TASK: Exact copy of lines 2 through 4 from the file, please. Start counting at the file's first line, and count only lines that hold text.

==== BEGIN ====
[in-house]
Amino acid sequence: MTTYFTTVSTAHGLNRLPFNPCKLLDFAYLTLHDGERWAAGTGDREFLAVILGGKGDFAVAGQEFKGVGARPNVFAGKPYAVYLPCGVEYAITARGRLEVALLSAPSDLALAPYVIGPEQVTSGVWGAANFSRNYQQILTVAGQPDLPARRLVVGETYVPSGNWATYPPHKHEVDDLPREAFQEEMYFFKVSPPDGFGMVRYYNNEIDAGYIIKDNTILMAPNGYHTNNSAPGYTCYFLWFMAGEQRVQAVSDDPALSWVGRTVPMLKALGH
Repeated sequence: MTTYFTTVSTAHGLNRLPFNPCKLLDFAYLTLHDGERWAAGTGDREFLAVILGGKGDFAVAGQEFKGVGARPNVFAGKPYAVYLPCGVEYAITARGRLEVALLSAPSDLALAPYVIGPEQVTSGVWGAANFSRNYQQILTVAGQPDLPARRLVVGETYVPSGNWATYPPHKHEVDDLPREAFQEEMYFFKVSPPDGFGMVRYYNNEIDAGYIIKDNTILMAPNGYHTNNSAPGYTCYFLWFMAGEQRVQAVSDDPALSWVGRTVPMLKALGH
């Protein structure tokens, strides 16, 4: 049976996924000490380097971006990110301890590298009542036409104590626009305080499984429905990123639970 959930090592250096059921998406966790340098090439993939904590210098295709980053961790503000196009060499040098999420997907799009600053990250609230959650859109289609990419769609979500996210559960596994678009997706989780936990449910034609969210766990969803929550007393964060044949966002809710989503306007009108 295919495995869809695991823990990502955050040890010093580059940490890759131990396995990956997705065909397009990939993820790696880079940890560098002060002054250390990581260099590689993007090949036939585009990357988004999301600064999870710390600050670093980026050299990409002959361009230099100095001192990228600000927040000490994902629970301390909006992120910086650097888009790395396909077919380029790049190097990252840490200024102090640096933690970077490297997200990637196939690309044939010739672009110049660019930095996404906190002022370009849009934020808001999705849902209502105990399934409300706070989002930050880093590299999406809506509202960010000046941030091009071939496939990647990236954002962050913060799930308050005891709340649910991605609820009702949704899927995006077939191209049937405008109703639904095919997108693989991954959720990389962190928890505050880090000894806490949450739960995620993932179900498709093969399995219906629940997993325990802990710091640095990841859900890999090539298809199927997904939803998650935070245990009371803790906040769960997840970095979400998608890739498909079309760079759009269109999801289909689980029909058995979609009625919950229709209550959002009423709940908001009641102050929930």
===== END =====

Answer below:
Amino acid sequence: MTTYFTTVSTAHGLNRLPFNPCKLLDFAYLTLHDGERWAAGTGDREFLAVILGGKGDFAVAGQEFKGVGARPNVFAGKPYAVYLPCGVEYAITARGRLEVALLSAPSDLALAPYVIGPEQVTSGVWGAANFSRNYQQILTVAGQPDLPARRLVVGETYVPSGNWATYPPHKHEVDDLPREAFQEEMYFFKVSPPDGFGMVRYYNNEIDAGYIIKDNTILMAPNGYHTNNSAPGYTCYFLWFMAGEQRVQAVSDDPALSWVGRTVPMLKALGH
Repeated sequence: MTTYFTTVSTAHGLNRLPFNPCKLLDFAYLTLHDGERWAAGTGDREFLAVILGGKGDFAVAGQEFKGVGARPNVFAGKPYAVYLPCGVEYAITARGRLEVALLSAPSDLALAPYVIGPEQVTSGVWGAANFSRNYQQILTVAGQPDLPARRLVVGETYVPSGNWATYPPHKHEVDDLPREAFQEEMYFFKVSPPDGFGMVRYYNNEIDAGYIIKDNTILMAPNGYHTNNSAPGYTCYFLWFMAGEQRVQAVSDDPALSWVGRTVPMLKALGH
């Protein structure tokens, strides 16, 4: 049976996924000490380097971006990110301890590298009542036409104590626009305080499984429905990123639970 959930090592250096059921998406966790340098090439993939904590210098295709980053961790503000196009060499040098999420997907799009600053990250609230959650859109289609990419769609979500996210559960596994678009997706989780936990449910034609969210766990969803929550007393964060044949966002809710989503306007009108 295919495995869809695991823990990502955050040890010093580059940490890759131990396995990956997705065909397009990939993820790696880079940890560098002060002054250390990581260099590689993007090949036939585009990357988004999301600064999870710390600050670093980026050299990409002959361009230099100095001192990228600000927040000490994902629970301390909006992120910086650097888009790395396909077919380029790049190097990252840490200024102090640096933690970077490297997200990637196939690309044939010739672009110049660019930095996404906190002022370009849009934020808001999705849902209502105990399934409300706070989002930050880093590299999406809506509202960010000046941030091009071939496939990647990236954002962050913060799930308050005891709340649910991605609820009702949704899927995006077939191209049937405008109703639904095919997108693989991954959720990389962190928890505050880090000894806490949450739960995620993932179900498709093969399995219906629940997993325990802990710091640095990841859900890999090539298809199927997904939803998650935070245990009371803790906040769960997840970095979400998608890739498909079309760079759009269109999801289909689980029909058995979609009625919950229709209550959002009423709940908001009641102050929930």